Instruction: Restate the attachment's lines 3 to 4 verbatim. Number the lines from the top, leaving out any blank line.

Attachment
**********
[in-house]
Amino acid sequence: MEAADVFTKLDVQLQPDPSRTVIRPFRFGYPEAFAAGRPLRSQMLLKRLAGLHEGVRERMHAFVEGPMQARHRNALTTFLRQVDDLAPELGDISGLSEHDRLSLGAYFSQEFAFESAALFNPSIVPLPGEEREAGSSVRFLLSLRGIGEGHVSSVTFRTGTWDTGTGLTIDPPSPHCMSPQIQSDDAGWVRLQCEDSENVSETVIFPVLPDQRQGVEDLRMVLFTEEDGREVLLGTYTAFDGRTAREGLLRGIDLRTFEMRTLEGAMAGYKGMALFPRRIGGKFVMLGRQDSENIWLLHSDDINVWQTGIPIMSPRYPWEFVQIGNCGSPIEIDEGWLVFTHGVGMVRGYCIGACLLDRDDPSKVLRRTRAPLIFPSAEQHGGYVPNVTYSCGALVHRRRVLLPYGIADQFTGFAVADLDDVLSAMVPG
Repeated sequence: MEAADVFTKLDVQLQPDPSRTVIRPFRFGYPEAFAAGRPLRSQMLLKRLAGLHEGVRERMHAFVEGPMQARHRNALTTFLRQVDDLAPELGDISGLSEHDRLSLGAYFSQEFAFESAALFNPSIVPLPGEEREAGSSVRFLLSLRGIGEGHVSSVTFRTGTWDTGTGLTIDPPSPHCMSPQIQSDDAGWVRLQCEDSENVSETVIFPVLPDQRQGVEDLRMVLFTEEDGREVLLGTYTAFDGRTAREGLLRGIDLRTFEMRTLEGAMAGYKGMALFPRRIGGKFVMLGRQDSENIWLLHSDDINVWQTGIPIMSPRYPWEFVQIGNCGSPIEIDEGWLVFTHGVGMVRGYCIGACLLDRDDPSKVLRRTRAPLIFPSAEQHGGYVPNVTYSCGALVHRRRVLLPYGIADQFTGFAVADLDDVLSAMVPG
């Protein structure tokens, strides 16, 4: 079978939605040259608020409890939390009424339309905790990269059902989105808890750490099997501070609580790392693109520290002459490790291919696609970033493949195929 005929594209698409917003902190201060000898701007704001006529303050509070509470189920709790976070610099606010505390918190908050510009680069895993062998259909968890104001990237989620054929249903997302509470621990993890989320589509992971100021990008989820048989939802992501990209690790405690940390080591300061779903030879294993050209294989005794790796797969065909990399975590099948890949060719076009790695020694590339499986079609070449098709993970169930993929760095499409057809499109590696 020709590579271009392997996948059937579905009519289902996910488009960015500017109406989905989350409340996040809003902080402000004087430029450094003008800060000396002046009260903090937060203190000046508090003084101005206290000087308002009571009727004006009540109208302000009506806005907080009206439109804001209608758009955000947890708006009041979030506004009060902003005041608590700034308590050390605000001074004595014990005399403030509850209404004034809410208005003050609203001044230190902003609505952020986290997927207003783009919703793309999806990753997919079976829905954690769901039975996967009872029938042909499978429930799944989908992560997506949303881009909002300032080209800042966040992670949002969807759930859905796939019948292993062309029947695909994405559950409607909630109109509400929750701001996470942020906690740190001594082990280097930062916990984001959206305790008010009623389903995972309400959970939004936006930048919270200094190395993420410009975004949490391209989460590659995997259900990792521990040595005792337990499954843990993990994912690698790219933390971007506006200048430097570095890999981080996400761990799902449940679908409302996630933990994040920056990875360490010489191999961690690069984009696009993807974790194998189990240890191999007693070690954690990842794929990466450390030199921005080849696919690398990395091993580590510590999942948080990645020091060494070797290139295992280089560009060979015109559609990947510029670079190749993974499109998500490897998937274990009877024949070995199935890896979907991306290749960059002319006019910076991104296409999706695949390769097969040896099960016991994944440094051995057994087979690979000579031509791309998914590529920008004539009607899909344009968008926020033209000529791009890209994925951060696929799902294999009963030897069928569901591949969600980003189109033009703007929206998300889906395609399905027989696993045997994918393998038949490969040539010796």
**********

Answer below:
Repeated sequence: MEAADVFTKLDVQLQPDPSRTVIRPFRFGYPEAFAAGRPLRSQMLLKRLAGLHEGVRERMHAFVEGPMQARHRNALTTFLRQVDDLAPELGDISGLSEHDRLSLGAYFSQEFAFESAALFNPSIVPLPGEEREAGSSVRFLLSLRGIGEGHVSSVTFRTGTWDTGTGLTIDPPSPHCMSPQIQSDDAGWVRLQCEDSENVSETVIFPVLPDQRQGVEDLRMVLFTEEDGREVLLGTYTAFDGRTAREGLLRGIDLRTFEMRTLEGAMAGYKGMALFPRRIGGKFVMLGRQDSENIWLLHSDDINVWQTGIPIMSPRYPWEFVQIGNCGSPIEIDEGWLVFTHGVGMVRGYCIGACLLDRDDPSKVLRRTRAPLIFPSAEQHGGYVPNVTYSCGALVHRRRVLLPYGIADQFTGFAVADLDDVLSAMVPG
């Protein structure tokens, strides 16, 4: 079978939605040259608020409890939390009424339309905790990269059902989105808890750490099997501070609580790392693109520290002459490790291919696609970033493949195929 005929594209698409917003902190201060000898701007704001006529303050509070509470189920709790976070610099606010505390918190908050510009680069895993062998259909968890104001990237989620054929249903997302509470621990993890989320589509992971100021990008989820048989939802992501990209690790405690940390080591300061779903030879294993050209294989005794790796797969065909990399975590099948890949060719076009790695020694590339499986079609070449098709993970169930993929760095499409057809499109590696 020709590579271009392997996948059937579905009519289902996910488009960015500017109406989905989350409340996040809003902080402000004087430029450094003008800060000396002046009260903090937060203190000046508090003084101005206290000087308002009571009727004006009540109208302000009506806005907080009206439109804001209608758009955000947890708006009041979030506004009060902003005041608590700034308590050390605000001074004595014990005399403030509850209404004034809410208005003050609203001044230190902003609505952020986290997927207003783009919703793309999806990753997919079976829905954690769901039975996967009872029938042909499978429930799944989908992560997506949303881009909002300032080209800042966040992670949002969807759930859905796939019948292993062309029947695909994405559950409607909630109109509400929750701001996470942020906690740190001594082990280097930062916990984001959206305790008010009623389903995972309400959970939004936006930048919270200094190395993420410009975004949490391209989460590659995997259900990792521990040595005792337990499954843990993990994912690698790219933390971007506006200048430097570095890999981080996400761990799902449940679908409302996630933990994040920056990875360490010489191999961690690069984009696009993807974790194998189990240890191999007693070690954690990842794929990466450390030199921005080849696919690398990395091993580590510590999942948080990645020091060494070797290139295992280089560009060979015109559609990947510029670079190749993974499109998500490897998937274990009877024949070995199935890896979907991306290749960059002319006019910076991104296409999706695949390769097969040896099960016991994944440094051995057994087979690979000579031509791309998914590529920008004539009607899909344009968008926020033209000529791009890209994925951060696929799902294999009963030897069928569901591949969600980003189109033009703007929206998300889906395609399905027989696993045997994918393998038949490969040539010796």